Fight for House District 21 seat has a familiar look

Left to right, Debra Sariñana, Amanda KinKaid and Idalia Lechuga-Tena

SANTA FE – Albuquerque’s heavily Democratic House District 21 repeatedly returned the same lawmaker, Mimi Stewart, to the Capitol for two decades. But, since she went to the Senate to fill a vacancy at the end of 2014, there has been upheaval.

Her appointed successor, Democrat Stephanie Maez, served only nine months before resigning after her son was charged with murder.

Maez’s successor, Democratic Rep. Idalia Lechuga-Tena, was then narrowly appointed to the seat – on a 3-2 vote – with the backing of two Republicans and one Democrat on the Bernalillo County Commission.

Now, as Lechuga-Tena makes her first run for election, she faces two rivals in the June 7 Democratic primary who also sought appointment to the seat last year: Debra Sariñana and Amanda KinKaid.

There is no Republican on the ballot in November in the Southeast Heights district, a narrow corridor that straddles Interstate 40 and portions of Central Avenue, and includes part of the International District.

Lechuga-Tena, 32, is a self-employed marketing and public relations consultant. She worked for the state Human Services Department, dealing with electronic health records, before taking her House seat. She was an assistant to former Albuquerque Mayor Martin Chávez and campaign manager for mayoral candidate Pete Dinelli in 2013. Both are Democrats.

She collected about $8,000 in contributions, according to a report filed last month, and lent her campaign another $22,635.

Born in Mexico, Lechuga-Tena has acknowledged that she voted twice in elections before she became a U.S. citizen in 2007 – an “honest mistake,” she has said. She said she didn’t realize when she registered to vote while a student at the University of New Mexico that she had to be a citizen.

Lechuga-Tena said she has lived in the Southeast Heights since she was 10 and in the community she now represents since 2002. But she was outside District 21 and said she moved four blocks into the district to be considered for appointment to the House seat.

“I just don’t believe a district divides a community,” said Lechuga-Tena, who stresses that she has headed a local neighborhood association a couple of times.

Candidate KinKaid, although born and raised in Albuquerque, is also new to House District 21. She said she relocated from Rio Rancho and changed her voter registration before the County commission made its appointment last year, but she was disqualified for not living in the district.

KinKaid, 35, has worked at the Legislature in media relations for the House during the 2011 session and as analyst for a House committee in 2013.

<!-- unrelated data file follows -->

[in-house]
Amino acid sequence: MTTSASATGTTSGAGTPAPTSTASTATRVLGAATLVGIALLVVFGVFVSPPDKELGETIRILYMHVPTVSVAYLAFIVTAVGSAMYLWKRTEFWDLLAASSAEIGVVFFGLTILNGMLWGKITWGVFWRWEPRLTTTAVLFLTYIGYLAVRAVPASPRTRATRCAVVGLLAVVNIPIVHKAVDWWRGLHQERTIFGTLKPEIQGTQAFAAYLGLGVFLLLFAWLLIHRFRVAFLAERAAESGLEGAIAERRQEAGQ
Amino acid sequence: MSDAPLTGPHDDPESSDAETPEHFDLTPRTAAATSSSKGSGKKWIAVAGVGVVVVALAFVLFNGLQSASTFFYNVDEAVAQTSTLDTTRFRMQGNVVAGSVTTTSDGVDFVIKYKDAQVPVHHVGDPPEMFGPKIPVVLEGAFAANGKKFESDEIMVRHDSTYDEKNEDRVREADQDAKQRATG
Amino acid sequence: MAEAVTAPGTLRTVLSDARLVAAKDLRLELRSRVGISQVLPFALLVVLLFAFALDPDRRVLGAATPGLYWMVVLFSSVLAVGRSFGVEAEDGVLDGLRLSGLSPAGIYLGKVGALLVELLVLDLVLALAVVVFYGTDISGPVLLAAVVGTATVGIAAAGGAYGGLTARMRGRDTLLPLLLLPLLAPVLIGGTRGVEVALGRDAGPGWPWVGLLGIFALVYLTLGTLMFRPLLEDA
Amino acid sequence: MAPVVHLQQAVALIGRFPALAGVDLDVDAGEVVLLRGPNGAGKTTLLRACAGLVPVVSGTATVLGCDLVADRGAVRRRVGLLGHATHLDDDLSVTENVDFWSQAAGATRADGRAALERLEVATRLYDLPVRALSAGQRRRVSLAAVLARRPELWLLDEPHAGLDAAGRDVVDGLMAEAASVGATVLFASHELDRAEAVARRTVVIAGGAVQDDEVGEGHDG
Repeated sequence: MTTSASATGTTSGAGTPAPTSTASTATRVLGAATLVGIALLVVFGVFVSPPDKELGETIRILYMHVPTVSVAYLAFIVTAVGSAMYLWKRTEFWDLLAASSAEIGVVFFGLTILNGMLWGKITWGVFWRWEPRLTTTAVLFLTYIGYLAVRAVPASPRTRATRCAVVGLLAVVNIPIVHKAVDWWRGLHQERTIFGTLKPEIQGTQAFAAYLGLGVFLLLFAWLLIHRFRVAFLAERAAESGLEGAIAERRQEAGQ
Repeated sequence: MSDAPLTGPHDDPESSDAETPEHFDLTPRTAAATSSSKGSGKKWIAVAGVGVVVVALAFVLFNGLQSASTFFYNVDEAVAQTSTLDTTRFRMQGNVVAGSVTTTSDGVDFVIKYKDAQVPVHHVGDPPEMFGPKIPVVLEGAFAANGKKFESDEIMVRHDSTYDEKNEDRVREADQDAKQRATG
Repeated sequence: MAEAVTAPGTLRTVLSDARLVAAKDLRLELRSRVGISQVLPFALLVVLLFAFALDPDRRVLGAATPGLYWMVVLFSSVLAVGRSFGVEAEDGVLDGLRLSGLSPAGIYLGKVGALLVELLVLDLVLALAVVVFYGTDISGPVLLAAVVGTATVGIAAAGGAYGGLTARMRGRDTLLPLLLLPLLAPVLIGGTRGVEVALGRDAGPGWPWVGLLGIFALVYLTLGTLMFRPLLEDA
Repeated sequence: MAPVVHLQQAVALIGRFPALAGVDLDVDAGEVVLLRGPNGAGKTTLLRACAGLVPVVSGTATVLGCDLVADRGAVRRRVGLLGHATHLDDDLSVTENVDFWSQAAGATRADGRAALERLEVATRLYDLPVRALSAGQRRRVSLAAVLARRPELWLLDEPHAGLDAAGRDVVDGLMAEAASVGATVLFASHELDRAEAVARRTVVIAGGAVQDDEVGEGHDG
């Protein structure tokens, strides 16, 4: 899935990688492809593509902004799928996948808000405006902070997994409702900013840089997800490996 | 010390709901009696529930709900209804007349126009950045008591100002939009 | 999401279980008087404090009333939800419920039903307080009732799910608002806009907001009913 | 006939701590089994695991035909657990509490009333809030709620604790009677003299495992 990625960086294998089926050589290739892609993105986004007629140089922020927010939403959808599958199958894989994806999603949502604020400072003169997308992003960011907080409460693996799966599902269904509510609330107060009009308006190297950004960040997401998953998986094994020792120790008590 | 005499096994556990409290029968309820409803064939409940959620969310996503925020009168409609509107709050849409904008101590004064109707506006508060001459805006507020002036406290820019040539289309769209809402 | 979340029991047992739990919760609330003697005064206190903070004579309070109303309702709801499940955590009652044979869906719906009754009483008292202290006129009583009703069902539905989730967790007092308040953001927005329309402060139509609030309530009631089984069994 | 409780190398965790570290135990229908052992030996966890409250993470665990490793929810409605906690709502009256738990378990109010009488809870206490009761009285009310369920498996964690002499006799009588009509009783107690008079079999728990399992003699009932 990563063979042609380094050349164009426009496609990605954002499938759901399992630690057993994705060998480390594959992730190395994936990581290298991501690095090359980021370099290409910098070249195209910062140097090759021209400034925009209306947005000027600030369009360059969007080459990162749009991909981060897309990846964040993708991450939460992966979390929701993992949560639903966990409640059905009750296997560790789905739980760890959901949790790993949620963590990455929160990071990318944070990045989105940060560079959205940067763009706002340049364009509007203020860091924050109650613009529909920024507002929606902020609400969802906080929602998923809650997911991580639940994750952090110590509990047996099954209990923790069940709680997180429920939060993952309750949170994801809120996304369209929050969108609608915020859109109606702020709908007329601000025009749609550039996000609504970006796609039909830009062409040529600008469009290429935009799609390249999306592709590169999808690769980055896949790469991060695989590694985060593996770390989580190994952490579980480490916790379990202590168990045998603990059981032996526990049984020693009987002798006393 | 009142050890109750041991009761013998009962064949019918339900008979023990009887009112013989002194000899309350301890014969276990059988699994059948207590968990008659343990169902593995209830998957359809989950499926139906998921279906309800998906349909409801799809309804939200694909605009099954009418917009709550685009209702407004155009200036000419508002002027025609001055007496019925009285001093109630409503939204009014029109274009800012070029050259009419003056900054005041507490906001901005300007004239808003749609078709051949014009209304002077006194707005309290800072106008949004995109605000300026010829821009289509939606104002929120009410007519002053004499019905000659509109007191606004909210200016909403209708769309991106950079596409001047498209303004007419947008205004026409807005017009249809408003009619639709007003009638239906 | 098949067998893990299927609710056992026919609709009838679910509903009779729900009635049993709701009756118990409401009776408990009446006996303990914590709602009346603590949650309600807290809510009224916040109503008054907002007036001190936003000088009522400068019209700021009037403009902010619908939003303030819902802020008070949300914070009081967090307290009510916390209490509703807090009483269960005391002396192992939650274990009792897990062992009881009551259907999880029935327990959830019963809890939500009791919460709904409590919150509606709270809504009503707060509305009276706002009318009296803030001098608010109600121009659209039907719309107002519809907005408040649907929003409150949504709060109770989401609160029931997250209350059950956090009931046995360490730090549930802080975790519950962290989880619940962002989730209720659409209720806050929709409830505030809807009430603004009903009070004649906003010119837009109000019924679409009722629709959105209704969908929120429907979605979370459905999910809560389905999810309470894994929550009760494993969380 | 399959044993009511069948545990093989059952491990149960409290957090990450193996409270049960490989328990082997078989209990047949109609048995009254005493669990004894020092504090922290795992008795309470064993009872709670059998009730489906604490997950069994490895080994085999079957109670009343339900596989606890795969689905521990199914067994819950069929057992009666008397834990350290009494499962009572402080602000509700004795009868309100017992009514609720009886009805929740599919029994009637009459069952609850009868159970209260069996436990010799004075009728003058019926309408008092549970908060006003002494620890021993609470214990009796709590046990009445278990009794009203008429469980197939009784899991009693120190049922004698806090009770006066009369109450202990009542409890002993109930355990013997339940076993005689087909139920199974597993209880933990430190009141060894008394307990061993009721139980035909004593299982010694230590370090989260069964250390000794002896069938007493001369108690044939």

She also ran the Pre-Prosecution Diversion Program for first-time, nonviolent felony offenders in the 13th Judicial District Attorney’s Office in Sandoval County for about a year.

Currently employed at an optical shop, she also worked for years at a Harley-Davidson dealership.

“I’ve worked really hard my whole life in a variety of very interesting jobs,” she said. The Legislature, she said, “would be a great opportunity to get out there and make some change.”

She had collected $900 for her campaign as of the April 11 report.

Candidate Sariñana, who goes by Debbie, is touted by her supporters – including Stewart – as the candidate with the deepest roots and best understanding of the district where she grew up.

A math teacher at Manzano High School, her alma mater, she was the choice of the other two Democrats on the Bernalillo County Commission when Lechuga-Tena was appointed in November.

Sariñana, 55, was born in Albuquerque and raised in the legislative district, and has taught math and science at middle schools and at Manzano for the past 15 years. Before that, she was in the Air Force Reserve and worked at the Army’s Yuma Proving Ground and White Sands Missile Range as a computer programmer and teacher.

She returned to the district in about 2000 as a single mother of three.

“I didn’t move into the district to run. This is my home. … I feel like I know what the kids need and the parents need, and I’m going to fight to get it,” Sariñana said. By her count, she has taught almost 2,000 students and she is endorsed by the American Federation of Teachers-New Mexico.

She reported contributions of $6,285 in the first round of reporting on April 11.

Stewart said in a fundraising letter that, even though she has her own primary race in June, she is putting “considerable effort” into helping Sariñana win the seat, calling her “an honest, committed and hardworking Democrat who shares my values.”

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